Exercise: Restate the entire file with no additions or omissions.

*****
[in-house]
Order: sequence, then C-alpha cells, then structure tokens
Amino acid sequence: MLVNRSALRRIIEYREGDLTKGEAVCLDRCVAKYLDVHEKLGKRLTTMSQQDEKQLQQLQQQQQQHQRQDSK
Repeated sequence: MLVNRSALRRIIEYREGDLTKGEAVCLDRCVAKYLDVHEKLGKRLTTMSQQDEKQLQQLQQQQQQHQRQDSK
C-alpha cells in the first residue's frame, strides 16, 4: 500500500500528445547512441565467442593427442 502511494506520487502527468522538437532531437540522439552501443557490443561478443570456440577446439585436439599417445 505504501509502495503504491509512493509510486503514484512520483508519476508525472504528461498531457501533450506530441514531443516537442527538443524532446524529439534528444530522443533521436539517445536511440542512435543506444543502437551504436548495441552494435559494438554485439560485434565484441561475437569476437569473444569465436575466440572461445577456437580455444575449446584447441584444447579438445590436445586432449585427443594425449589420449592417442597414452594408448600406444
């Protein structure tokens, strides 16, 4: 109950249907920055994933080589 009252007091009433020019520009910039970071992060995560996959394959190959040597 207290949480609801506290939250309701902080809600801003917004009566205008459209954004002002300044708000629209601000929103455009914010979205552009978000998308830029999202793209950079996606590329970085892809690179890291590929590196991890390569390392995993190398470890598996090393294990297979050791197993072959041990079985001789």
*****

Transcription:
[in-house]
Order: sequence, then C-alpha cells, then structure tokens
Amino acid sequence: MLVNRSALRRIIEYREGDLTKGEAVCLDRCVAKYLDVHEKLGKRLTTMSQQDEKQLQQLQQQQQQHQRQDSK
Repeated sequence: MLVNRSALRRIIEYREGDLTKGEAVCLDRCVAKYLDVHEKLGKRLTTMSQQDEKQLQQLQQQQQQHQRQDSK
C-alpha cells in the first residue's frame, strides 16, 4: 500500500500528445547512441565467442593427442 502511494506520487502527468522538437532531437540522439552501443557490443561478443570456440577446439585436439599417445 505504501509502495503504491509512493509510486503514484512520483508519476508525472504528461498531457501533450506530441514531443516537442527538443524532446524529439534528444530522443533521436539517445536511440542512435543506444543502437551504436548495441552494435559494438554485439560485434565484441561475437569476437569473444569465436575466440572461445577456437580455444575449446584447441584444447579438445590436445586432449585427443594425449589420449592417442597414452594408448600406444
């Protein structure tokens, strides 16, 4: 109950249907920055994933080589 009252007091009433020019520009910039970071992060995560996959394959190959040597 207290949480609801506290939250309701902080809600801003917004009566205008459209954004002002300044708000629209601000929103455009914010979205552009978000998308830029999202793209950079996606590329970085892809690179890291590929590196991890390569390392995993190398470890598996090393294990297979050791197993072959041990079985001789």